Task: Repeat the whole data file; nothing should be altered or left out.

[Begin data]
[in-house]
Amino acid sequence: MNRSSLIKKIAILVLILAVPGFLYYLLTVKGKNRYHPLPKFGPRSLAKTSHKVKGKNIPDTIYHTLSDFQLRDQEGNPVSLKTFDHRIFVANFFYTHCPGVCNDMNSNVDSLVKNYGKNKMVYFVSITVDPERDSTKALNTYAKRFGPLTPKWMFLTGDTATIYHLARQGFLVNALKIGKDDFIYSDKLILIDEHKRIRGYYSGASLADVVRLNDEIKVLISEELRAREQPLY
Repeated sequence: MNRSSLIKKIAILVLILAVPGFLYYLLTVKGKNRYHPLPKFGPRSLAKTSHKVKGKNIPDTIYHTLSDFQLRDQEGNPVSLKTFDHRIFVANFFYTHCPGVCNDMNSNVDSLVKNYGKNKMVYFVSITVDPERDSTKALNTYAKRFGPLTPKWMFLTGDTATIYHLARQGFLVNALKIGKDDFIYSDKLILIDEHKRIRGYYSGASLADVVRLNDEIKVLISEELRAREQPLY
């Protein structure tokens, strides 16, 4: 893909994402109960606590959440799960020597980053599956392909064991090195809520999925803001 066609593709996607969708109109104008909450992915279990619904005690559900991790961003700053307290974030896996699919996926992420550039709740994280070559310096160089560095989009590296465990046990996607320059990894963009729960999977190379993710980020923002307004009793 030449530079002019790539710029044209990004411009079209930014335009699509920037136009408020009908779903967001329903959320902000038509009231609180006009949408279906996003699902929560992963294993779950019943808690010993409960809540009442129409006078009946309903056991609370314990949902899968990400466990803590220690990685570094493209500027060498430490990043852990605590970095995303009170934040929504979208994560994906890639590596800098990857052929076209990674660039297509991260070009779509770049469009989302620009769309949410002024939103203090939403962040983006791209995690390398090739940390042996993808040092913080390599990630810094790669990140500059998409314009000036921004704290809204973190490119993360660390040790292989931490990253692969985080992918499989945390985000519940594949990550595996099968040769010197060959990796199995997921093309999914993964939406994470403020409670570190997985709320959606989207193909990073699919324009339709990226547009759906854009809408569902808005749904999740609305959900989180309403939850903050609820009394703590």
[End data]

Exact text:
[in-house]
Amino acid sequence: MNRSSLIKKIAILVLILAVPGFLYYLLTVKGKNRYHPLPKFGPRSLAKTSHKVKGKNIPDTIYHTLSDFQLRDQEGNPVSLKTFDHRIFVANFFYTHCPGVCNDMNSNVDSLVKNYGKNKMVYFVSITVDPERDSTKALNTYAKRFGPLTPKWMFLTGDTATIYHLARQGFLVNALKIGKDDFIYSDKLILIDEHKRIRGYYSGASLADVVRLNDEIKVLISEELRAREQPLY
Repeated sequence: MNRSSLIKKIAILVLILAVPGFLYYLLTVKGKNRYHPLPKFGPRSLAKTSHKVKGKNIPDTIYHTLSDFQLRDQEGNPVSLKTFDHRIFVANFFYTHCPGVCNDMNSNVDSLVKNYGKNKMVYFVSITVDPERDSTKALNTYAKRFGPLTPKWMFLTGDTATIYHLARQGFLVNALKIGKDDFIYSDKLILIDEHKRIRGYYSGASLADVVRLNDEIKVLISEELRAREQPLY
């Protein structure tokens, strides 16, 4: 893909994402109960606590959440799960020597980053599956392909064991090195809520999925803001 066609593709996607969708109109104008909450992915279990619904005690559900991790961003700053307290974030896996699919996926992420550039709740994280070559310096160089560095989009590296465990046990996607320059990894963009729960999977190379993710980020923002307004009793 030449530079002019790539710029044209990004411009079209930014335009699509920037136009408020009908779903967001329903959320902000038509009231609180006009949408279906996003699902929560992963294993779950019943808690010993409960809540009442129409006078009946309903056991609370314990949902899968990400466990803590220690990685570094493209500027060498430490990043852990605590970095995303009170934040929504979208994560994906890639590596800098990857052929076209990674660039297509991260070009779509770049469009989302620009769309949410002024939103203090939403962040983006791209995690390398090739940390042996993808040092913080390599990630810094790669990140500059998409314009000036921004704290809204973190490119993360660390040790292989931490990253692969985080992918499989945390985000519940594949990550595996099968040769010197060959990796199995997921093309999914993964939406994470403020409670570190997985709320959606989207193909990073699919324009339709990226547009759906854009809408569902808005749904999740609305959900989180309403939850903050609820009394703590």